When CF developers talk of not reinventing the wheel, we tend to quickly think of CFLIB.org, fancy web services, borrowed CFCs, commercial components like SoEditor, KTML, etc.
However, right under our noses are established frameworks that we could leverage, consequently speeding the time to market for (mostly enterprise) applications.
When I first started with CF application development, building, tweaking and supporting user administration modules for these applications was one heluva work to do. More annoyingly, users don’t want to have many usernames and password. Tracking profile changes from across the network to application privileges wasn’t fun.
Then I discovered Active Directory. Now I know that not all organizations run on AD but since Microsoft is still the dominant OS, I assume that there is a large number of AD implementations out there.
After a particular harrowing experience on my user admin modules, I sat there wondering why I couldn’t off load all my worries on AD? So I jumped into AD, LDAP and CFLDAP documentations, cooked up my code, and presto, I have a universal service interface between AD and my legion of applications.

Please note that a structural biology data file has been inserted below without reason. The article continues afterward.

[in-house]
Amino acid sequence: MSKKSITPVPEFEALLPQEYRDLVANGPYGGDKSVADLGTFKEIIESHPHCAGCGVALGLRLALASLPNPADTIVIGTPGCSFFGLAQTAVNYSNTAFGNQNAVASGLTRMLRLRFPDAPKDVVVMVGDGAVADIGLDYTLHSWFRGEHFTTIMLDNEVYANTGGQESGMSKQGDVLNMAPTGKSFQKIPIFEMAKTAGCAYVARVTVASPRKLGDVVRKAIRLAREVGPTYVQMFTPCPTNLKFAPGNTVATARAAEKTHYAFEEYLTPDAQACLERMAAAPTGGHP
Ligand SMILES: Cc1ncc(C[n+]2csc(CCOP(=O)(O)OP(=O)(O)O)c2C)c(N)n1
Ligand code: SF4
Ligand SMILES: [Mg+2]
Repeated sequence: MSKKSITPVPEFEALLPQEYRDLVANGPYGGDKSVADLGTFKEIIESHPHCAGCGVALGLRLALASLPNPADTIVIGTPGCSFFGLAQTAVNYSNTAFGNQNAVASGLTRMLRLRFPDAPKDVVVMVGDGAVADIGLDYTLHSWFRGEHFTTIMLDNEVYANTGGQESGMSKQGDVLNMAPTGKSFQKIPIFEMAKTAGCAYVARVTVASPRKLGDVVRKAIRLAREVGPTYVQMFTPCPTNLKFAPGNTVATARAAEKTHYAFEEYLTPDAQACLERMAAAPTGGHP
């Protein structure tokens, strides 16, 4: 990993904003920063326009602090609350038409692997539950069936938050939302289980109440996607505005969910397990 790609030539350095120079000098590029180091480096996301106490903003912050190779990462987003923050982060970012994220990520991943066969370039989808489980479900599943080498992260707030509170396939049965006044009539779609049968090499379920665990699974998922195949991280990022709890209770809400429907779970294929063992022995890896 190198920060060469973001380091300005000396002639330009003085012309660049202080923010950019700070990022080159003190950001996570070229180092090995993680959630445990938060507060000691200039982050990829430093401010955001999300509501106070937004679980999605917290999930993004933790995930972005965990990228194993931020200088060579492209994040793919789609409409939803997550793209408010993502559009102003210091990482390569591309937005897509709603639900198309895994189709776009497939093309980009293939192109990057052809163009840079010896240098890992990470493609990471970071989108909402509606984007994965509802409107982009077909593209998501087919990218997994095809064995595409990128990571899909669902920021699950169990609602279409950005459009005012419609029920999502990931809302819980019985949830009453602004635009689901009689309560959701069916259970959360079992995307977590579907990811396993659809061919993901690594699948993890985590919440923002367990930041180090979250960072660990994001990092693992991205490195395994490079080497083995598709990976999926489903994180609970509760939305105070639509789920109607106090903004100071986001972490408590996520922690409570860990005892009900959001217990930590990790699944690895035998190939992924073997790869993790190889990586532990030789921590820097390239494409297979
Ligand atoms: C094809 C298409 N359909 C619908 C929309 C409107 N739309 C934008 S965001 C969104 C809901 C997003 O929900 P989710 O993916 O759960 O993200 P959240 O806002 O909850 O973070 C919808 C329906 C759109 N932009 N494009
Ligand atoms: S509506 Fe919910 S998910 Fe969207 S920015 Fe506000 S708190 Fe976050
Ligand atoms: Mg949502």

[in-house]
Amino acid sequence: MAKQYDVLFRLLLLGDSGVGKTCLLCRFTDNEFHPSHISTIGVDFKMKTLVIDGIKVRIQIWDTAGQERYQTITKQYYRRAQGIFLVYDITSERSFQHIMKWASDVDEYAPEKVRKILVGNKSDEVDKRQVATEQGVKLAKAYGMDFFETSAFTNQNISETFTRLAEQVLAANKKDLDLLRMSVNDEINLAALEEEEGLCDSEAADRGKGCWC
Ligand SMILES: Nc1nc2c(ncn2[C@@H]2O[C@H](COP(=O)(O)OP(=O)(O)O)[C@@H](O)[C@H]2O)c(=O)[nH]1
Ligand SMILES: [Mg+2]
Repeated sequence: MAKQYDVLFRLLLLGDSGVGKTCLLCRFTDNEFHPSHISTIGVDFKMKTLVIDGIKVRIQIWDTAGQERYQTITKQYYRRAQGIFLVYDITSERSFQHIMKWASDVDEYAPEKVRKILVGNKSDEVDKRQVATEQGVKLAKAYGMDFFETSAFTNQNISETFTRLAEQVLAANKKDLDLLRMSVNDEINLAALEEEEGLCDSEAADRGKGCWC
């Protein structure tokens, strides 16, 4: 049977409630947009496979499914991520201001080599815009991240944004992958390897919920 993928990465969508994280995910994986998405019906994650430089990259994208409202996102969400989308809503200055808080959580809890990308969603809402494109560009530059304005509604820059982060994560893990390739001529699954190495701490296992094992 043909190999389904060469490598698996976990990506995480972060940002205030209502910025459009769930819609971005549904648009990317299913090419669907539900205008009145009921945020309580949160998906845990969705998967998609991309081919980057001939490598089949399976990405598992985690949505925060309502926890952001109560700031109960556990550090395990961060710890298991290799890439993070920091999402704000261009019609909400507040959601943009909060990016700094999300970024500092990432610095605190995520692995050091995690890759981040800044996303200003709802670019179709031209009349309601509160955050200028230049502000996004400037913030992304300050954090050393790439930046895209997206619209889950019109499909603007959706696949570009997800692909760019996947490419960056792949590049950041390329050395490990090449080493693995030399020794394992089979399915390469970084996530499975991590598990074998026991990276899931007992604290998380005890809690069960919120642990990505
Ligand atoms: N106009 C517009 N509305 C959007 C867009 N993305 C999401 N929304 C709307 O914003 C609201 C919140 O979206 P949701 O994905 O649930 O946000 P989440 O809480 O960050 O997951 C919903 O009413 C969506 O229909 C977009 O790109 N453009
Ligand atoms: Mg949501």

So, if a user resigns, good, my apps bounce him out. If he leaves IT for another department, he automatically loses admin rights. User profiling is mirrored on the AD security profiles. The benefits are obvious; the network and security admins can continue their administration while the applications live their lives without breaking a sweat. Also, there is a better ROI because we don’t need to train and maintain application administrators, and there are less modules to breakdown anyway. Meanwhile, the downside is that if the AD, or my fancy interfaces have seizures, service failure epidemics will bring down the whole application ecostructure.
Over the next few posts, I will discuss more on how the interface was implemented and probably get ideas on how it could be fine-tuned in a sleeker way.